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> The 8051 is a pure 8 bit CPU. You need a 16 bit compiler. Can gcc be a 16
> bit compiler? And you still have a lot of internal special features which

Sure it can. There are already some ports to 16 bit and 8/16 bit cpus.

> are speaking against a not specialized compiler. It is difficult enough to
> write assembler code for the 8031/51/535 family because there's not the
> slightest support of 16 bit arithmetic like the Z80 it has. 

Well, that drudgery can be done by the compiler.  Of course, the register
allocation is not likely to be optimal.  Expect somewhat larger and slower
programs that what the average assembler programmer does.

> Assembler programmers try to lay array so, that they do not cross page
> boundaries, this speeds up code by a factor between 1.8 and 3.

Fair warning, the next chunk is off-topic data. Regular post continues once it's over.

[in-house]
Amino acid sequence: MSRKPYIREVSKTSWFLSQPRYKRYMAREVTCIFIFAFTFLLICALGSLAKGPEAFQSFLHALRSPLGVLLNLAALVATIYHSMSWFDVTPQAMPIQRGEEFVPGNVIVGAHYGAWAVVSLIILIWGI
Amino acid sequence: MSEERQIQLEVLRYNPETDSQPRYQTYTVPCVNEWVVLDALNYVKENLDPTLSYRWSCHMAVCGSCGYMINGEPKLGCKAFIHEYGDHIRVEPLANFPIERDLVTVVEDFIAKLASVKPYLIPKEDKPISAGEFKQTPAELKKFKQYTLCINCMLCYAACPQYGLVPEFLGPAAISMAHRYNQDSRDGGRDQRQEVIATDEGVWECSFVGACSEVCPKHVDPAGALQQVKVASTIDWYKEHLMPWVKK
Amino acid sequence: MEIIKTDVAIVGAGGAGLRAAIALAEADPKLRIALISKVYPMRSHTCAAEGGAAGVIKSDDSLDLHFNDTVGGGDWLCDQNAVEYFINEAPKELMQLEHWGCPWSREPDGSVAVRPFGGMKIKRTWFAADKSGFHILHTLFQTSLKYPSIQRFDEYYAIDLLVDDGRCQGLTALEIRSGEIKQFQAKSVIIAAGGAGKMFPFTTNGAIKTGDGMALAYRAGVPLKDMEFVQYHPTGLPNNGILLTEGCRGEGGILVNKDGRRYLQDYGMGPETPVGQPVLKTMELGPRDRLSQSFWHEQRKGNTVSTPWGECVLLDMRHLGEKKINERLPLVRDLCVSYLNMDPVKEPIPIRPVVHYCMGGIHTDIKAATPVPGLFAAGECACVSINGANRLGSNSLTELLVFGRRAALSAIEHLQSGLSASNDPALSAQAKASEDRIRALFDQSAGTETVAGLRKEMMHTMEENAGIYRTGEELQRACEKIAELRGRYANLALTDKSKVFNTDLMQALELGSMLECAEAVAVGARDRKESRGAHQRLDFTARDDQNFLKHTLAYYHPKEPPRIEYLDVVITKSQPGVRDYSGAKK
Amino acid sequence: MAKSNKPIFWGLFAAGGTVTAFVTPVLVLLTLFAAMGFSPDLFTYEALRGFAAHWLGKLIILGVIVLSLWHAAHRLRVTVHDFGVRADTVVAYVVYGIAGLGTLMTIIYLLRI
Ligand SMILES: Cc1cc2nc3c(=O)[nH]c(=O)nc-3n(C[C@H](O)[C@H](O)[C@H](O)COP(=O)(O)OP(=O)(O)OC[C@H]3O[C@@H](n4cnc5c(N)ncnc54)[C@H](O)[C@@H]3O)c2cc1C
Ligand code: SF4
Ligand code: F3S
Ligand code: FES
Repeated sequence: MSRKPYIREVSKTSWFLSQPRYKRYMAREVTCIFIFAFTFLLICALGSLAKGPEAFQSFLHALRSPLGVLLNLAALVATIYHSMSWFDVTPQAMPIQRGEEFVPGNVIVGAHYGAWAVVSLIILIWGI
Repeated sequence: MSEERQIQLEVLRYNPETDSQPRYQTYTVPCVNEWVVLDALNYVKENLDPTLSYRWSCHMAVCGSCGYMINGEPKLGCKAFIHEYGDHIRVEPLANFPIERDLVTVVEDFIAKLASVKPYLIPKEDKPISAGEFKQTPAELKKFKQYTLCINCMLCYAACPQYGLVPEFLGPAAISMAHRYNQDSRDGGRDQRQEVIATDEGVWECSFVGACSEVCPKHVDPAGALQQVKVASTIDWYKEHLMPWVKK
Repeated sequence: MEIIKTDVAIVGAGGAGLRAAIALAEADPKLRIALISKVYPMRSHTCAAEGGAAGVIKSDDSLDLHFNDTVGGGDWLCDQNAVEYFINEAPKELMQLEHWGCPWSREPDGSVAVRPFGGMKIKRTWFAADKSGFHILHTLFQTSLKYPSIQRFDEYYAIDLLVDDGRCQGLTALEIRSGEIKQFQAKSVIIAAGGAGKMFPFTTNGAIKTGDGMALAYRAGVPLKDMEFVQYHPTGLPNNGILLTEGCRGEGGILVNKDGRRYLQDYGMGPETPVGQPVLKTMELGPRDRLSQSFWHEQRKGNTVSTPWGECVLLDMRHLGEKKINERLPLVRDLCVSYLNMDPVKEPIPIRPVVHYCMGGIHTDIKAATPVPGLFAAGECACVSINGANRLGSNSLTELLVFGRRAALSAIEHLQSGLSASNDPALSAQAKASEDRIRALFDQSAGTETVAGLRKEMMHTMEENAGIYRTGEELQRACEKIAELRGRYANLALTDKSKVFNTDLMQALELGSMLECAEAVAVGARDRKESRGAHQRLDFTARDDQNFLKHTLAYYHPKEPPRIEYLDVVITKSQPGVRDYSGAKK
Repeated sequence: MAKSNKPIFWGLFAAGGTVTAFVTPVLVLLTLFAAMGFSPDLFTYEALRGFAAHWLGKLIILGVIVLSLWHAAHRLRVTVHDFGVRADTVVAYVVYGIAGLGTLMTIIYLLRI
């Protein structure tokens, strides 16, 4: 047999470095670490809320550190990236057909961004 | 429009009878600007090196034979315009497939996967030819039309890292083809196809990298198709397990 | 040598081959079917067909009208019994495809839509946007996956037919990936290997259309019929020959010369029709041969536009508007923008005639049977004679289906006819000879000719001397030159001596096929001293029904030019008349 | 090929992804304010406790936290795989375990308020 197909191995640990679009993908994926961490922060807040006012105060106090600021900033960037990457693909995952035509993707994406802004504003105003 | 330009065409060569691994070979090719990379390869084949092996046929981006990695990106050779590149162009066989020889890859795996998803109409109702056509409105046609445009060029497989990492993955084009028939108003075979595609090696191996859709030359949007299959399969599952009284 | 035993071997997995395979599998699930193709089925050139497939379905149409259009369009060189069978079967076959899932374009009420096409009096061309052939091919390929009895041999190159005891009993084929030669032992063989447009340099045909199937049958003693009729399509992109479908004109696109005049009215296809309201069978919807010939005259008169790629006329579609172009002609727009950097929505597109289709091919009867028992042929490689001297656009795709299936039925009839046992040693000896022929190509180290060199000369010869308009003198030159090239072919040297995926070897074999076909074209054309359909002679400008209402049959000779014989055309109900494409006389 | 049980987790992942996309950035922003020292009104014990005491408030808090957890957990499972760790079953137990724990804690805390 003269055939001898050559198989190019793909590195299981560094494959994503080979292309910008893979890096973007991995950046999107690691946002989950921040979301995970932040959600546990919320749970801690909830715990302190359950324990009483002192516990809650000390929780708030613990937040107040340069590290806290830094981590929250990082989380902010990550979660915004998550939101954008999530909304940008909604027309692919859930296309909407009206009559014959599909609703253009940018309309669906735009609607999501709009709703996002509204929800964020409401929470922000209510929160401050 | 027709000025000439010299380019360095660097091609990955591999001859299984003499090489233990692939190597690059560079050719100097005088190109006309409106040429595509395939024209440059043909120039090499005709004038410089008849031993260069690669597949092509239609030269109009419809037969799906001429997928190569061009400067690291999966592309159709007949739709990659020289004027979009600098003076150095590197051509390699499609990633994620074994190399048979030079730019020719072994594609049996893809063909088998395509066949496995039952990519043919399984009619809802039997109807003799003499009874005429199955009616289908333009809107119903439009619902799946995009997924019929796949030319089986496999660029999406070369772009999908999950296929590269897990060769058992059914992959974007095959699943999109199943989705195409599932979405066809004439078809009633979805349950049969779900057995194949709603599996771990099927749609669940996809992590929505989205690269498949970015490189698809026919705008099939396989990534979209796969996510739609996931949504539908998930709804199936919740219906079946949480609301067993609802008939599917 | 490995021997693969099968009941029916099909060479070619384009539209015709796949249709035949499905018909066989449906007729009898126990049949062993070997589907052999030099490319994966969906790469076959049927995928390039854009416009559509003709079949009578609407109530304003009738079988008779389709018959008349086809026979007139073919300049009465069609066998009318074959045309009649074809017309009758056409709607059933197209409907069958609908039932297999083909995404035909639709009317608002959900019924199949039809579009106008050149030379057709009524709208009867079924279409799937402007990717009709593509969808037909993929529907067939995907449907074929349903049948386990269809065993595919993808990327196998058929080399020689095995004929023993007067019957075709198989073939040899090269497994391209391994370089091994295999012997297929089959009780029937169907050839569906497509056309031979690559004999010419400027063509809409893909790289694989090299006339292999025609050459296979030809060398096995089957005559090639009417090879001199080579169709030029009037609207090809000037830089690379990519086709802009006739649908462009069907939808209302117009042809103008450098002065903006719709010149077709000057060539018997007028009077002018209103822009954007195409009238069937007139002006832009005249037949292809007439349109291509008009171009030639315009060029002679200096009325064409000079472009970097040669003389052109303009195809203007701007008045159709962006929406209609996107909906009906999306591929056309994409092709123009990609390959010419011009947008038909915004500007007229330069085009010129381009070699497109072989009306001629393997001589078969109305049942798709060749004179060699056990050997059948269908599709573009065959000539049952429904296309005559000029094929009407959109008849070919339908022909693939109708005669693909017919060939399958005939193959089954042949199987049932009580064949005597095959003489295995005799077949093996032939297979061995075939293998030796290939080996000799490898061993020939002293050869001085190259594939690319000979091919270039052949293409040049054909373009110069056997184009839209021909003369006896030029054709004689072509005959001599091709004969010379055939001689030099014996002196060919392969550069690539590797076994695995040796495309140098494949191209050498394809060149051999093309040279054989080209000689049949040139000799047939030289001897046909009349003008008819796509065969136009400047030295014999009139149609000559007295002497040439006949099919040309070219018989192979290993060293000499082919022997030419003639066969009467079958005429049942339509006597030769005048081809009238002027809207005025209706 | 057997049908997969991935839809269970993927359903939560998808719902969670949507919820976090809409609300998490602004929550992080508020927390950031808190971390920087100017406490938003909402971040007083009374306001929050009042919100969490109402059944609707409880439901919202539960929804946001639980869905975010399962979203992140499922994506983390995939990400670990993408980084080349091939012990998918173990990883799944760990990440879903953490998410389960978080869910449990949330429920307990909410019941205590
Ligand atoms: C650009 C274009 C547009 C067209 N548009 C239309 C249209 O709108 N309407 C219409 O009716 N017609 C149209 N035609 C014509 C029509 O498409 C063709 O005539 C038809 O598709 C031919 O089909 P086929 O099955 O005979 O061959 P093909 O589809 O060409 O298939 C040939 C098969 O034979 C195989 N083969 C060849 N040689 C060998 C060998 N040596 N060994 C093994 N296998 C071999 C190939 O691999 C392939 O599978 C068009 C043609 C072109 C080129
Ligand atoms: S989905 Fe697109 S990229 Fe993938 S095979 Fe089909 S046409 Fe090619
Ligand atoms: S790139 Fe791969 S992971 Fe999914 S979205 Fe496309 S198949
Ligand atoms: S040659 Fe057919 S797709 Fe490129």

That would be a job for the linker.  And gcc might want to emit
special relocations that allow to tailor the code for sucess / failure of
the array alignment.  It's not trivial, but it can be done.

> There are specialized C compilers for the 8051, so you can control the
> code generation. It's something like _near, _far and _huge in MS-DOS.

That would need quite a lot of work to do with gcc.  We do have provisions
for machine dependent attributes, but we use a single mode for all
pointers (Pmode).

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